are few systems that can compete with Lansing. They simply know how to
produce a good sound in a tiny speaker. For basic, out of the box sound,
quick setup, and ease of use, the 5100 is really quite superb I am in
no way disappointed in the sound quality produced by the system. Im
thrilled in fact. My movies have never sounded so good, my games never
so immersive. If youre a true gamer, a true movie enthusiast, you need
a good sound system, and after you get the 5100 set up just right youll
never want to go back to another brand. The auxiliary input allows you
to use the system for other purposes as well. Plug in your iPod or CD
player and youll quickly find yourself in a room full of rich, ambient
music -- one of my passions in life. Now excuse me, I think I hear my
sound system calling me. I have to go spend some quality time with it.
My motto: See the explosion. Hear the rumble. Feel the experience.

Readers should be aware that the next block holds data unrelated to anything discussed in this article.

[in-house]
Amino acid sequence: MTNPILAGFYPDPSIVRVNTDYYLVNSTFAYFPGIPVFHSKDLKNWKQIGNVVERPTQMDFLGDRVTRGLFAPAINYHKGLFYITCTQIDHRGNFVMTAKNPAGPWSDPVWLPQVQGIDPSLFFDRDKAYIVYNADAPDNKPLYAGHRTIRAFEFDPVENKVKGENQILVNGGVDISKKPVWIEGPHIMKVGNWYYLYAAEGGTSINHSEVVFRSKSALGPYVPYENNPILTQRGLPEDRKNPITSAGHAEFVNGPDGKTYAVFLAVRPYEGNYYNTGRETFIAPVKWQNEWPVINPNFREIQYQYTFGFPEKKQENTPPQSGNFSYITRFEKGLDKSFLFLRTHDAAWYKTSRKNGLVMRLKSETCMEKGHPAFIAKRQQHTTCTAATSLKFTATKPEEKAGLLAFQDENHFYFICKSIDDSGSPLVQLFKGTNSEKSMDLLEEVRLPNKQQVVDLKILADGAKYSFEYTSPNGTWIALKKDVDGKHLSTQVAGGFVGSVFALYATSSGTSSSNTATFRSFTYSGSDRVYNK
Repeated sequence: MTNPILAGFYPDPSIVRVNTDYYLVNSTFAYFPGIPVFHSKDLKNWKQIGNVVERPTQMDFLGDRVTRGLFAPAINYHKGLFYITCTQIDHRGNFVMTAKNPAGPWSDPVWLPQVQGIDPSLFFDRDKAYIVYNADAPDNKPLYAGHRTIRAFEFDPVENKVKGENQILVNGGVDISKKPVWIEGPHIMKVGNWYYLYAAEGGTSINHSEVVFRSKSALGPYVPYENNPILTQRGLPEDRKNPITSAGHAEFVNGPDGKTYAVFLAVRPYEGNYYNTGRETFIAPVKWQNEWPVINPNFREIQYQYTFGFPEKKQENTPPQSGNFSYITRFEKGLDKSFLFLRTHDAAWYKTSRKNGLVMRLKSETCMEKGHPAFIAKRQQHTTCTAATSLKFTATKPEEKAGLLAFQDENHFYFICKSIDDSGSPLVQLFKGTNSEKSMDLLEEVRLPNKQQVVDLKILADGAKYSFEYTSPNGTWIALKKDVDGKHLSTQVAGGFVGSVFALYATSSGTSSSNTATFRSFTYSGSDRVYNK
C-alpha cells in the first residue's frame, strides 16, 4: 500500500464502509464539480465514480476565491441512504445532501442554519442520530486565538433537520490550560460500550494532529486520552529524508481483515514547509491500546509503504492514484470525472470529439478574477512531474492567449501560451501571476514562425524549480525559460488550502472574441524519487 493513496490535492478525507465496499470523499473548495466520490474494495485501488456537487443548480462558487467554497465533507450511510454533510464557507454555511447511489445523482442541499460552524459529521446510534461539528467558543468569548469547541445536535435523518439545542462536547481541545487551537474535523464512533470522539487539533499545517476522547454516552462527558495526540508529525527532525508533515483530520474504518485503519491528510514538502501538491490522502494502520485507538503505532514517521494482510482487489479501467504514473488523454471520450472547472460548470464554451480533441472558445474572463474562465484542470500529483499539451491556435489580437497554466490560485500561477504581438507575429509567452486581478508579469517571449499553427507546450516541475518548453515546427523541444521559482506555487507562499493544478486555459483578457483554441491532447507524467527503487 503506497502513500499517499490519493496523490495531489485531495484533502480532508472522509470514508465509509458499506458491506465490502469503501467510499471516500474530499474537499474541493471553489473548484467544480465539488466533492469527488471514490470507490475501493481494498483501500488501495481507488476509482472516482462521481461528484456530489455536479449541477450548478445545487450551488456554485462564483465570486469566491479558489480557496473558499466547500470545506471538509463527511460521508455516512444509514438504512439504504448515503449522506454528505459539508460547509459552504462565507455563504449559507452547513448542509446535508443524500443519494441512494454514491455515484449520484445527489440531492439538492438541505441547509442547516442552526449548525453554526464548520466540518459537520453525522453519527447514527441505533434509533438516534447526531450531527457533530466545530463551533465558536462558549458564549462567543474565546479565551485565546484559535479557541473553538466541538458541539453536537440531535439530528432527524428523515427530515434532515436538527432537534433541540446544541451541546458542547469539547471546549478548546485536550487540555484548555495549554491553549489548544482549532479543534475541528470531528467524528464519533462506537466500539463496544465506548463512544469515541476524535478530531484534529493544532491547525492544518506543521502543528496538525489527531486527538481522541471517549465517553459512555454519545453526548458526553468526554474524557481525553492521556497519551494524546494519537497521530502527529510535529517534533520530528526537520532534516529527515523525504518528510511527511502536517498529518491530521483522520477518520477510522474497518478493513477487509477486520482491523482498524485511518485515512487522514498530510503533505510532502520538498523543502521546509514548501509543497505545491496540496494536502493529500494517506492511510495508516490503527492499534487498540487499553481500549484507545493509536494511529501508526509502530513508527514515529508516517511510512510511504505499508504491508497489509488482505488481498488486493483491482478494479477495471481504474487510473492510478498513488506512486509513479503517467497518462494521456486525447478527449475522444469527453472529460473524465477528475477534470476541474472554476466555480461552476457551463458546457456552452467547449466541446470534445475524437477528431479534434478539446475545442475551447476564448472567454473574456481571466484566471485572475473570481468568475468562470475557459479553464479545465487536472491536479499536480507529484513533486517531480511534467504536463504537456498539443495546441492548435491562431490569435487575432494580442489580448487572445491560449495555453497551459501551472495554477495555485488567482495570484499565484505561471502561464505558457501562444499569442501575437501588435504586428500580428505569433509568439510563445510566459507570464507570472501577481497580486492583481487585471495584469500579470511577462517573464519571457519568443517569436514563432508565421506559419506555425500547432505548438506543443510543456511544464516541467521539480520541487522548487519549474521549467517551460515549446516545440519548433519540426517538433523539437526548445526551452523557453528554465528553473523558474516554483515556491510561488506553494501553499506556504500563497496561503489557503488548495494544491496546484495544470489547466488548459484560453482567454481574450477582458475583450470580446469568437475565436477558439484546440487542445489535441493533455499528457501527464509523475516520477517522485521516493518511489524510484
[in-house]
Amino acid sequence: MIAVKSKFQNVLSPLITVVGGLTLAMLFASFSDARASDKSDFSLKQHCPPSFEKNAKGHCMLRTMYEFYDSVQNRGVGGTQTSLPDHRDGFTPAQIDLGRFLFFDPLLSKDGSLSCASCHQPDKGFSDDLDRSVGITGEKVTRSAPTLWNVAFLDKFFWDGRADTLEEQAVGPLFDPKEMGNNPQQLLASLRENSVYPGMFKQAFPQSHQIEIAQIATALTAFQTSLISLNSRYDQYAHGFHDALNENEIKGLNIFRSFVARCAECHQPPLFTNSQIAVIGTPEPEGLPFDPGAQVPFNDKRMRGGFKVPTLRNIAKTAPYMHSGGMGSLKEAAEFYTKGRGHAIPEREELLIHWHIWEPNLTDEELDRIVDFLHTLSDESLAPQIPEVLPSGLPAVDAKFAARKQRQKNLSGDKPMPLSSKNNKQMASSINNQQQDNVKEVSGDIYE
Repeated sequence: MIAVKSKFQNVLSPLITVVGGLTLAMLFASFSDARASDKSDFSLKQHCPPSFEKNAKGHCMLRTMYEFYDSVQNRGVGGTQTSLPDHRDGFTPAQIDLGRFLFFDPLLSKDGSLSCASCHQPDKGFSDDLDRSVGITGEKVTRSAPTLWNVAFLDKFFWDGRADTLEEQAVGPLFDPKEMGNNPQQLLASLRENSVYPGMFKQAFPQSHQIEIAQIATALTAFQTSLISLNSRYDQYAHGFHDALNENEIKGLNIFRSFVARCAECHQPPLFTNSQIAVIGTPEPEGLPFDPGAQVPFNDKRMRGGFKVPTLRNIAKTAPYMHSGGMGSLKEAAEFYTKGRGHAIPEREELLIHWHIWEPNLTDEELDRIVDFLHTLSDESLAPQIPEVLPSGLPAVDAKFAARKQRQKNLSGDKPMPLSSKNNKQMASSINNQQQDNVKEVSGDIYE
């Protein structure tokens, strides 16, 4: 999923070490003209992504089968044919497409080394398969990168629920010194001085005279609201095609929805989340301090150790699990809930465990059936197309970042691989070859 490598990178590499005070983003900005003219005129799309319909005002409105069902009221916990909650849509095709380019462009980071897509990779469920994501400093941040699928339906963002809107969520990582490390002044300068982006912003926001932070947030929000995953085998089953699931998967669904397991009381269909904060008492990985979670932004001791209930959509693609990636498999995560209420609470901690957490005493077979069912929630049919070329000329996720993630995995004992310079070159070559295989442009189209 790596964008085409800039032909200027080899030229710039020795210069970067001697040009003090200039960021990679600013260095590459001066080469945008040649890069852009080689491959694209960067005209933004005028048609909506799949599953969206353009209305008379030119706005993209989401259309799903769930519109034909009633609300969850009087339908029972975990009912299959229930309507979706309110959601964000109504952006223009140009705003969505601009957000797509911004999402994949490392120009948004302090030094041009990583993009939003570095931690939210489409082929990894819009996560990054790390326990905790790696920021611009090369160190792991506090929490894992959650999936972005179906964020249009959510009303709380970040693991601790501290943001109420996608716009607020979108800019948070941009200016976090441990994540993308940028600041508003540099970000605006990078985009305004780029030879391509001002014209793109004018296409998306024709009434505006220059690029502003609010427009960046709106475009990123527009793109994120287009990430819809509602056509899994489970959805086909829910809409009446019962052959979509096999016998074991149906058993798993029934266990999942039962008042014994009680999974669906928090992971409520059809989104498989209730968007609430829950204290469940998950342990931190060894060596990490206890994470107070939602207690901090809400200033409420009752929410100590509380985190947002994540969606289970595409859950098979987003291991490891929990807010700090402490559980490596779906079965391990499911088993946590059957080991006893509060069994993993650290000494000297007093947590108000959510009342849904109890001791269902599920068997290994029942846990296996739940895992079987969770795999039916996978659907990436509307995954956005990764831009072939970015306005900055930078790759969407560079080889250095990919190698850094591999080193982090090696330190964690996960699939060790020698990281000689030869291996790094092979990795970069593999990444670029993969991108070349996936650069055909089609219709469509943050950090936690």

Note: A common problem in this sort of system is a slight buzz that
emits from the speakers when nothing is playing, but an audio source
(such as a turned off Xbox or VCR) is connected. This often happens when
the amp is plugged into a different power socket than the audio source.
The grounds between two electrical sockets can have slightly different
charges, and this translates into a buzz on the sound system. If you
hear a slight buzz when the system is powered but not playing music,
check to make sure that all the system is plugged into the same outlet
(with a bass amp located several feet away from your source, this is
actually quite likely).